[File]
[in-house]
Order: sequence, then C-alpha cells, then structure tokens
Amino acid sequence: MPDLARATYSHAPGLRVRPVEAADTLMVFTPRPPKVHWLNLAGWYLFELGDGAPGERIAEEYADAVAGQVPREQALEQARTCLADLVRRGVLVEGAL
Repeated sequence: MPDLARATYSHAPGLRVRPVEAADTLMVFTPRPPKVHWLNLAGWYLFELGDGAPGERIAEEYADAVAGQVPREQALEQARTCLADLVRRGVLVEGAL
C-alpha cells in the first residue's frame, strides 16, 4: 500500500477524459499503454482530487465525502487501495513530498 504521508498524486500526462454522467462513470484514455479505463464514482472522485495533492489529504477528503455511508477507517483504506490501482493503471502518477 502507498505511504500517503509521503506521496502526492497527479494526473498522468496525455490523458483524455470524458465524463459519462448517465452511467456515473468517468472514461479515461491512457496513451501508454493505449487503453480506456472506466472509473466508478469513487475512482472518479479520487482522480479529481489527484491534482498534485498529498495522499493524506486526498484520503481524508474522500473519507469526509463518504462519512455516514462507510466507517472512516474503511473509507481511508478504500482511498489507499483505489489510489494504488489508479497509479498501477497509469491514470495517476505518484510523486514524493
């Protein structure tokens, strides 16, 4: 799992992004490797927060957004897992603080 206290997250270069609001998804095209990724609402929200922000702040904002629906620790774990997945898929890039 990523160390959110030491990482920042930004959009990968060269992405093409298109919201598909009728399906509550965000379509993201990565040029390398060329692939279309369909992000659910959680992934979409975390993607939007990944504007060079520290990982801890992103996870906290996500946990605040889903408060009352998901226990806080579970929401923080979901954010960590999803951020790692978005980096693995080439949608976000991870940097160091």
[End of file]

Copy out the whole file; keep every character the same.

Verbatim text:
[in-house]
Order: sequence, then C-alpha cells, then structure tokens
Amino acid sequence: MPDLARATYSHAPGLRVRPVEAADTLMVFTPRPPKVHWLNLAGWYLFELGDGAPGERIAEEYADAVAGQVPREQALEQARTCLADLVRRGVLVEGAL
Repeated sequence: MPDLARATYSHAPGLRVRPVEAADTLMVFTPRPPKVHWLNLAGWYLFELGDGAPGERIAEEYADAVAGQVPREQALEQARTCLADLVRRGVLVEGAL
C-alpha cells in the first residue's frame, strides 16, 4: 500500500477524459499503454482530487465525502487501495513530498 504521508498524486500526462454522467462513470484514455479505463464514482472522485495533492489529504477528503455511508477507517483504506490501482493503471502518477 502507498505511504500517503509521503506521496502526492497527479494526473498522468496525455490523458483524455470524458465524463459519462448517465452511467456515473468517468472514461479515461491512457496513451501508454493505449487503453480506456472506466472509473466508478469513487475512482472518479479520487482522480479529481489527484491534482498534485498529498495522499493524506486526498484520503481524508474522500473519507469526509463518504462519512455516514462507510466507517472512516474503511473509507481511508478504500482511498489507499483505489489510489494504488489508479497509479498501477497509469491514470495517476505518484510523486514524493
């Protein structure tokens, strides 16, 4: 799992992004490797927060957004897992603080 206290997250270069609001998804095209990724609402929200922000702040904002629906620790774990997945898929890039 990523160390959110030491990482920042930004959009990968060269992405093409298109919201598909009728399906509550965000379509993201990565040029390398060329692939279309369909992000659910959680992934979409975390993607939007990944504007060079520290990982801890992103996870906290996500946990605040889903408060009352998901226990806080579970929401923080979901954010960590999803951020790692978005980096693995080439949608976000991870940097160091």